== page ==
Dear Gangaji and Eli,
A letter seems to want to be written, so here it is: a report to let you know how this form is being used, how the Truth moving through this form is being used. Gratitude wants to be expressed over and over and over.
The Leela School has been a profound gift, a beautiful crucible of burning and deepening and a deliciously supportive sangha. Wonderful skillful means to be used. Layers of doubt are dropping and the fire of Truth burns brighter with more and more steadiness and certainty. I love the sessions I do in trade with fellow students from all over the world – beautiful connection!
Writer’s Digest, October 24, 2018
When I wrote An Outlaw Makes it Home, I had written several other books but nothing this personal. Since I have never read any advice on writing a memoir, these tips are only from my own direct experience.
In my 20s, after an amazing set of adventures in the 1960s, I orally told my stories as a way of seduction. I was a good story teller and became better after we smoked a joint together. But those stories were casual, episodic moments without a coherent core.
When I was 60 and facing death from an incurable blood and bone cancer, I reflected on what I would like to leave behind after I died. While undergoing chemotherapy and stem cell transplants, and confined to my bed, I wrote Songs of Freedom, a poem that encapsulates everything I had realized and wanted to pass on.
by Hélène T. Stelian, July 25, 2018
What is your life’s purpose?
To serve world peace and freedom through everyone waking up.
How are you living your purpose?
I have given my life to pass on what has been given to me: a direct realization of my true nature. I do this by meeting with people in events around the world and by training a staff of trainers in the skills of passing it on.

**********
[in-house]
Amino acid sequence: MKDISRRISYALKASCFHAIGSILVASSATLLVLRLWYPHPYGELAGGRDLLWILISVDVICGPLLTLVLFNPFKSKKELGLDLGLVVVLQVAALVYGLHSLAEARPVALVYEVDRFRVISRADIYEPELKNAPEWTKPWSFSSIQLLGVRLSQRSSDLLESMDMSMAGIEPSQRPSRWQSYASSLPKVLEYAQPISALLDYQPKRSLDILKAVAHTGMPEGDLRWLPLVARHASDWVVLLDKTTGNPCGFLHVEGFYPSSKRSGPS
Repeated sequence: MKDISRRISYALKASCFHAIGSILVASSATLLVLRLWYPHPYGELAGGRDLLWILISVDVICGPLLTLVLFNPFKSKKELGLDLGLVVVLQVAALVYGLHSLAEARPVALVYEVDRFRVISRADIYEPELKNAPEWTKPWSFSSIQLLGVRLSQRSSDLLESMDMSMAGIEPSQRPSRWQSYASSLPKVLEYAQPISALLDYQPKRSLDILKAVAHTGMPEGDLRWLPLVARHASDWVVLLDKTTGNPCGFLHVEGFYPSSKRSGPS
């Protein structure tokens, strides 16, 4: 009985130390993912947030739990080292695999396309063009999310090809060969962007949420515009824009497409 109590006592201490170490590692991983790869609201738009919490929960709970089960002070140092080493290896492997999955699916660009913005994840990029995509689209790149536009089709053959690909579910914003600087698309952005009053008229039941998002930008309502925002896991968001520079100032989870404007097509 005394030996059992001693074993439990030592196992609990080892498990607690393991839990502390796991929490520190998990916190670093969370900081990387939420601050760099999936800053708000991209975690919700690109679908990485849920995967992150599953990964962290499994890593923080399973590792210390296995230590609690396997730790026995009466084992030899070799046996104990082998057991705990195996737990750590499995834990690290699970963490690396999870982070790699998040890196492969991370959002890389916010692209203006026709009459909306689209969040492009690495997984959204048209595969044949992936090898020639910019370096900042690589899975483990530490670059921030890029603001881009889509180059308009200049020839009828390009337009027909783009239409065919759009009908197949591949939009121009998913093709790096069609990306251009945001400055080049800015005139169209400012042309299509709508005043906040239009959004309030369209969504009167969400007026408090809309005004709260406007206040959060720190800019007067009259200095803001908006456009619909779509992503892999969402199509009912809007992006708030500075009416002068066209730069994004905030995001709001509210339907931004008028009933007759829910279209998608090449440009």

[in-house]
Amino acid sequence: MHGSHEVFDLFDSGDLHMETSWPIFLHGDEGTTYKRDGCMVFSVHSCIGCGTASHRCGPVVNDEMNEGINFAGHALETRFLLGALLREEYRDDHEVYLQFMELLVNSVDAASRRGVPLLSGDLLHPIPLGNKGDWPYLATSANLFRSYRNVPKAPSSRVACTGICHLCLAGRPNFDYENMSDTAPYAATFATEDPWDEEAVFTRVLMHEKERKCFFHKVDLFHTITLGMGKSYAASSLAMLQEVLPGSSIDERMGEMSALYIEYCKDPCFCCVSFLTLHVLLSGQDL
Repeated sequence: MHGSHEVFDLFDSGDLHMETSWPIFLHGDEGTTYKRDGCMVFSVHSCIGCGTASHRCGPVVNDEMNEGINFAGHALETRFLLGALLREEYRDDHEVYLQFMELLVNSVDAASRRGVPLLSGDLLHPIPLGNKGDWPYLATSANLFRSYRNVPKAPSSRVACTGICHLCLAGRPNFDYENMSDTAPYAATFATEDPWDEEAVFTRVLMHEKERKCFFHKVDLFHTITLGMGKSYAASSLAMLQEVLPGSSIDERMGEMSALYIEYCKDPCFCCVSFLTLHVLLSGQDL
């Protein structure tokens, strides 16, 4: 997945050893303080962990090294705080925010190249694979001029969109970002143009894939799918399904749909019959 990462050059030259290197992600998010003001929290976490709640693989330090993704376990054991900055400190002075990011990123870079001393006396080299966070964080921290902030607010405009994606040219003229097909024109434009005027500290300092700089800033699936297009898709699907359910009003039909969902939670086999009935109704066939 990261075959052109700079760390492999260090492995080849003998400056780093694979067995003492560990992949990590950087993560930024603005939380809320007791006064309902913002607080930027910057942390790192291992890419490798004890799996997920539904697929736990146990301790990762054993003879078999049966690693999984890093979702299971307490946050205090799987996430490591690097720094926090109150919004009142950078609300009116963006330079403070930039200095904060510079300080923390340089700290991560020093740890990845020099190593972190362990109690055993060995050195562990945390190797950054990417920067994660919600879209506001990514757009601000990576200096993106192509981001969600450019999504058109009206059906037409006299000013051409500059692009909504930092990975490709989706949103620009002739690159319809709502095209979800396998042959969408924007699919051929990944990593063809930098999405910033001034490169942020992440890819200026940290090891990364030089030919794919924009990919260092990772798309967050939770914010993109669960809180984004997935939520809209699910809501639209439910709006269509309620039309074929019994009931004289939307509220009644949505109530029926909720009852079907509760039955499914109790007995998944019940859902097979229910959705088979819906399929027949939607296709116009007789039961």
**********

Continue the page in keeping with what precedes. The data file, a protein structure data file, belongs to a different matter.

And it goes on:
The Native Society, July 24, 2018
Eli Jaxon-Bear is the author of An Outlaw Makes It Home, Wake Up and Roar, Sudden Awakening, and Fixation to Freedom. He has worked as a mailboy, dishwasher, steel-worker, teacher and organic farmer. He was a community organizer with VISTA in Chicago and Detroit before entering a doctoral program at the Graduate School of International Studies in Denver, Colorado. He has been living with his partner and wife, Gangaji, since 1976. They currently reside in Ashland, Oregon. Eli meets people and teaches through the Leela Foundation.
The Primal Happiness Show, Episode 194, 2018
This week’s show is Eli Jaxon-Bear, the author of An Outlaw Makes It Home. A life long search for freedom took Eli around the world and into many spiritual traditions from a Zen monastery in Japan to a Sufi circle in Marrakesh, among others. His search ended when he was drawn to India (1990) where he met his final teacher, Papaji; a direct disciple of the renowned Indian Sage Ramana Maharshi.
Confirming Eli’s realization, his teacher sent him back into the world to share his unique psychological insights into the nature of egoic suffering in support of self-realization.
Conscious Connection Magazine, June 17, 2018
Our Declaration of Independence states that we are all created equal and enjoy the rights of “life, liberty and the pursuit of happiness.” The sad joke here is that the “pursuit of happiness” almost never leads to lasting happiness, whether for George Washington or anyone else. Before we examine why that is, and a way to true happiness, a disclaimer from me:
I grew up neurotic and unhappy with no expectation of ever being happy. I looked around and saw that no one that I knew was happy and everyone was faking it. So I gave up on happiness at a very early age.